“You said you didn’t smoke,” she said, as we swung out- unannounced- onto avenue.
“I don’t,” I said, hanging the roll up from the corner of my mouth.
I chewed idly on the cigarette, but it just wasn’t the same. Disappointed, I rolled down the window and flicked the thing out.
“What a waste,” Sally said, seemingly at my casual littering, but I knew what she meant.
Fifth avenue. Once the bustling heart of this neighbourhood, now all that remained were the hollowed out concrete shells of its former self. Life had been sweeter back then. Decent, hardworking people had done their best as the weight of the world bore down on them and the filth rose up. Now they did what they could, what they had to, and who could blame them? What a waste indeed...
Still, one shining beacon remained on this soulless street. It was outside of this establishment that Sally ground the car to a halt. I stepped out, feeling something crunch beneath my shoe, and looked up at the building’s facade. Batch made in Heaven. The pastel pink paint was partially peeling, but the name alone made my stomach growl louder than a Tom cat faced with a mirror. Above the shop front, a curtain twitched closed.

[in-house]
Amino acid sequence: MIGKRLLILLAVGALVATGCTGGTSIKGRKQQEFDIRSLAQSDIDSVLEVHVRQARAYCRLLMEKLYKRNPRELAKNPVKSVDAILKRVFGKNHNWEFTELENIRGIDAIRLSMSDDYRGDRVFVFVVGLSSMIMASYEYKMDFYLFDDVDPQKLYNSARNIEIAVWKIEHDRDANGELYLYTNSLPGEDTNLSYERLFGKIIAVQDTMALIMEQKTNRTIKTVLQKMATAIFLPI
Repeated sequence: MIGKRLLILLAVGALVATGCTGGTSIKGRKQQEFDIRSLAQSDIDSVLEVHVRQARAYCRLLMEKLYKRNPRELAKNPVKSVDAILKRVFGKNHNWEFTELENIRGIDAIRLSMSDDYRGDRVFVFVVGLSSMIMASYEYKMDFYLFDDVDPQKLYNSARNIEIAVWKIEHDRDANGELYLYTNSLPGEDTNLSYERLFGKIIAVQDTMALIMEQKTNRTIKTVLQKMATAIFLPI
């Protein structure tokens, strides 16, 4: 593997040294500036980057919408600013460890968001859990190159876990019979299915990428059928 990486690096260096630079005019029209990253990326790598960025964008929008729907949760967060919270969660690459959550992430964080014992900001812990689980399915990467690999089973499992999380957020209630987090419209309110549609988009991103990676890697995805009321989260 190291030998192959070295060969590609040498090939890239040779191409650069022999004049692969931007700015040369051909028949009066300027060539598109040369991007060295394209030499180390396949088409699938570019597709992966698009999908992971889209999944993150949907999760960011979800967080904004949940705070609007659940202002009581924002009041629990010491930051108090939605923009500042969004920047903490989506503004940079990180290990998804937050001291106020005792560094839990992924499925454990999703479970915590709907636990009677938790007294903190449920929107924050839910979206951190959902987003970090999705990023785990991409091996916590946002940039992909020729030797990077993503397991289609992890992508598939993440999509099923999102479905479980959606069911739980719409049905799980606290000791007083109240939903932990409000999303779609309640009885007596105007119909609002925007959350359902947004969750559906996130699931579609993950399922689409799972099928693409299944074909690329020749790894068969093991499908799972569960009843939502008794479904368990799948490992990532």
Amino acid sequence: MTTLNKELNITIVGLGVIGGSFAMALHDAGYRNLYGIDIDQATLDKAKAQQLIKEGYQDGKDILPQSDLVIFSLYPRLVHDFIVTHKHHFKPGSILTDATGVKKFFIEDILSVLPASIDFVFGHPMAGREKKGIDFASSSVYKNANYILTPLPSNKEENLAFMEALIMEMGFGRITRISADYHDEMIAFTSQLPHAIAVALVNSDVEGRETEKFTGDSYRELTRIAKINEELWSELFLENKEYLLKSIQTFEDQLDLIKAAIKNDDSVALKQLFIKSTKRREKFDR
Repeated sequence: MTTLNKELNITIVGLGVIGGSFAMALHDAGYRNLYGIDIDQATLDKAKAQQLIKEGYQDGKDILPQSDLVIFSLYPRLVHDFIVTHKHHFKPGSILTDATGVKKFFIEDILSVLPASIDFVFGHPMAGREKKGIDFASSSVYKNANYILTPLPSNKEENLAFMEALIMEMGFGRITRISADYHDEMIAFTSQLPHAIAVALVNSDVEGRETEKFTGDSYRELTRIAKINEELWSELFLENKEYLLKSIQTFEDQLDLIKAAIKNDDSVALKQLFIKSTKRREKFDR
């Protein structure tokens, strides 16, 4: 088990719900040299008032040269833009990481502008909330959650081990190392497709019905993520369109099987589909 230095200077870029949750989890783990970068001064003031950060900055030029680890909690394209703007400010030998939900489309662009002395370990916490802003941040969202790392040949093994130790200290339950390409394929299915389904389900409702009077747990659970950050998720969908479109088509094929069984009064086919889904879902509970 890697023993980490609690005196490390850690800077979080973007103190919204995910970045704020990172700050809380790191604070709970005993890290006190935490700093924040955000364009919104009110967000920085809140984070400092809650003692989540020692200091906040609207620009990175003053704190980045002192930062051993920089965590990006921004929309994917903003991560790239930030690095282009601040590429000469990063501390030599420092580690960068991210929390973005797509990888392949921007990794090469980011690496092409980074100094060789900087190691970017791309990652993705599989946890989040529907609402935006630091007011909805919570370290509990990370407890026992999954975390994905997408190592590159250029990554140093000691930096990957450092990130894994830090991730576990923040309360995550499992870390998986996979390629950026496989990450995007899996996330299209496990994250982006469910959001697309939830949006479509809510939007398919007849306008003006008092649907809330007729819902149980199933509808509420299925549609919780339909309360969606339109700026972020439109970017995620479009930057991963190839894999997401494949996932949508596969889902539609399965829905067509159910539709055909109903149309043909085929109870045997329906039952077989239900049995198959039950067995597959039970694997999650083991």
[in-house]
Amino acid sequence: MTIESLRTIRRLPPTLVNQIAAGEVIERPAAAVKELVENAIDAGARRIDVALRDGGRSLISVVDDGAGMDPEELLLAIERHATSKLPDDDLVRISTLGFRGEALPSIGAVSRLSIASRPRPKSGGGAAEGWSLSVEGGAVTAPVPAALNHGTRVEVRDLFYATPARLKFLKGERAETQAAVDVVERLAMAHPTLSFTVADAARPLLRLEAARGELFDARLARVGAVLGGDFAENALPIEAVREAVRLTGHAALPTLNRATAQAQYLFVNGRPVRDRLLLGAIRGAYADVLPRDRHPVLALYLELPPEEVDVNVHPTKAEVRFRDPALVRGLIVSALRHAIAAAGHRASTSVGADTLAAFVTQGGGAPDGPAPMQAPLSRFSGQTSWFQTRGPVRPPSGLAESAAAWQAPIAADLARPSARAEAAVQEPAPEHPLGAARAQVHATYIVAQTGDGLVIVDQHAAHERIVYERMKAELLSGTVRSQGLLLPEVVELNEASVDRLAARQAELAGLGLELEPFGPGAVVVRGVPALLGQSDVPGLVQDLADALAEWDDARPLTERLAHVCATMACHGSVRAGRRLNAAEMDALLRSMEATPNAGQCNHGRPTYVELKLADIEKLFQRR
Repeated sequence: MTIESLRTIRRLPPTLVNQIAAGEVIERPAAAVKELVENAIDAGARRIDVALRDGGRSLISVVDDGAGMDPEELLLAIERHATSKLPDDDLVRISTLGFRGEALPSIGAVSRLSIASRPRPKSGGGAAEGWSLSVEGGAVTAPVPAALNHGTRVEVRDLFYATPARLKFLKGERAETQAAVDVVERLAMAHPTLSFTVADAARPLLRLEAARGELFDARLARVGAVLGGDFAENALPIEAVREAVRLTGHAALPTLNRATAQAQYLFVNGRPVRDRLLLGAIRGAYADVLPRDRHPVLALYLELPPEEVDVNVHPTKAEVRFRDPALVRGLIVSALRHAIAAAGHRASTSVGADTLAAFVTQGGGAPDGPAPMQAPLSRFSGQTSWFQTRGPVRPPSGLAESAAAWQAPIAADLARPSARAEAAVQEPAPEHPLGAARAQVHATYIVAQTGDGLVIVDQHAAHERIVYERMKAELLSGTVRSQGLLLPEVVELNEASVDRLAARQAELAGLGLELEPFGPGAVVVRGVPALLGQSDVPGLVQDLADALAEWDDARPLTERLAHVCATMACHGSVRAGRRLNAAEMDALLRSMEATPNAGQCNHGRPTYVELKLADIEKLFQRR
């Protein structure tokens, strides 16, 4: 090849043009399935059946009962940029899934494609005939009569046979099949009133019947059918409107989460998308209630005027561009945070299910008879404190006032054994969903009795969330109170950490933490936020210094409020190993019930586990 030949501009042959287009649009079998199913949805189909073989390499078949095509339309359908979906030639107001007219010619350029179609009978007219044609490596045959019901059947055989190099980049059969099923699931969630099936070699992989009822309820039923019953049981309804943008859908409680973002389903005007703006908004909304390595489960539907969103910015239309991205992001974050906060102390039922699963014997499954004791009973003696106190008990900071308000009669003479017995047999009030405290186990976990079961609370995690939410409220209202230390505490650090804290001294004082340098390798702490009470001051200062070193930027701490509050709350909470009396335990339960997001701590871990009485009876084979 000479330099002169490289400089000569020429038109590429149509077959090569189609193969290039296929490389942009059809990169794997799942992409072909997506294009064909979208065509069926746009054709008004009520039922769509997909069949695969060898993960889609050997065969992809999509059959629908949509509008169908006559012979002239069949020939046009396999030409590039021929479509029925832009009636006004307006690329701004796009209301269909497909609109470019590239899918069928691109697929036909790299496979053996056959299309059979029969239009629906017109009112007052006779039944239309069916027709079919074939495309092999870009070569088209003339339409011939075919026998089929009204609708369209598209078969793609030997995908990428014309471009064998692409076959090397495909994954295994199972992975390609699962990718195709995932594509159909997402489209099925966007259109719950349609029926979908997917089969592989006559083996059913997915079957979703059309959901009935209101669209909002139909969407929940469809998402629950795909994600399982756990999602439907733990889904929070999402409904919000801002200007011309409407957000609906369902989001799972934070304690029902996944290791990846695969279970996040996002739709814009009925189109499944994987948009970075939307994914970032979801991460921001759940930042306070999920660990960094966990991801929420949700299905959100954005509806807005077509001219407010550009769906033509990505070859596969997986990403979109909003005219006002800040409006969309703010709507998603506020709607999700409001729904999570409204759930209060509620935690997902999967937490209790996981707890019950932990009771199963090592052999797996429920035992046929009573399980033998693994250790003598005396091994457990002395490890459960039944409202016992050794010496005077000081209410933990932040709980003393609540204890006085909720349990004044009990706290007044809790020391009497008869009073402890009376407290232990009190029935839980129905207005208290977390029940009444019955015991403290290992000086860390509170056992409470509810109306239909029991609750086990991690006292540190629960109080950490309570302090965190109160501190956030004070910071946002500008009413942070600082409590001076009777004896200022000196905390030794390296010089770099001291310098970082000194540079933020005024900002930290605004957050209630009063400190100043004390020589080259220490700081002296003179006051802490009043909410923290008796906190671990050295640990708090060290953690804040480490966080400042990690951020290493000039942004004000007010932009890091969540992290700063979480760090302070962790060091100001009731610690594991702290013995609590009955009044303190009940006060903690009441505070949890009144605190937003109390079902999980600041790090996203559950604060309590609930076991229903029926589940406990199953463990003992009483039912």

“Interesting,” I muttered, stirring a few tiny fragments of glass with my toe.
The bell rang as the door swung closed behind us. Enough woman to make two Sallys appeared from the back room. This was the dame folks would queue down the block to see, the sight of whose snickerdoodles could make a man’s knees go weak. There were no such delicacies behind the counter today.
“Morning, Sweetcheeks. How’s business?”
“We’re closed,” Bertha ‘Sweetcheeks’ Barnes said, crossing her doughy arms.
I reached inside my jacket and flashed my badge.
“Dick Daversham,” I say, ”Private Investigator.”
“I know who you are, Mr Daversham,” Bertha said, “Two triple choc chunk and an oatmeal and raisin, right?”
“That’s right, ma’am. Though these days I’m watching my figure, so easy on the raisins.”
“Ha ha,” Bertha said flatly, obviously unable to contain her laughter in the face of my devilish charm, “Well, as you can see- we’re all out.”
Behind me, Sally cleared her throat.
“Why would that be, Mrs Barnes?”
“Oven’s broken,” Bertha stabbed a thumb towards the kitchen.
“Only we had a call earlier today asking us to look into a break in on this premises. Was something taken?”
“Really? Must have been a hoax. There’s been no break-in.”
“So you won’t mind if I take a look around, Miss?” I interject.
“Knock yourself out,” she shrugged, though her shoulders seemed stiff.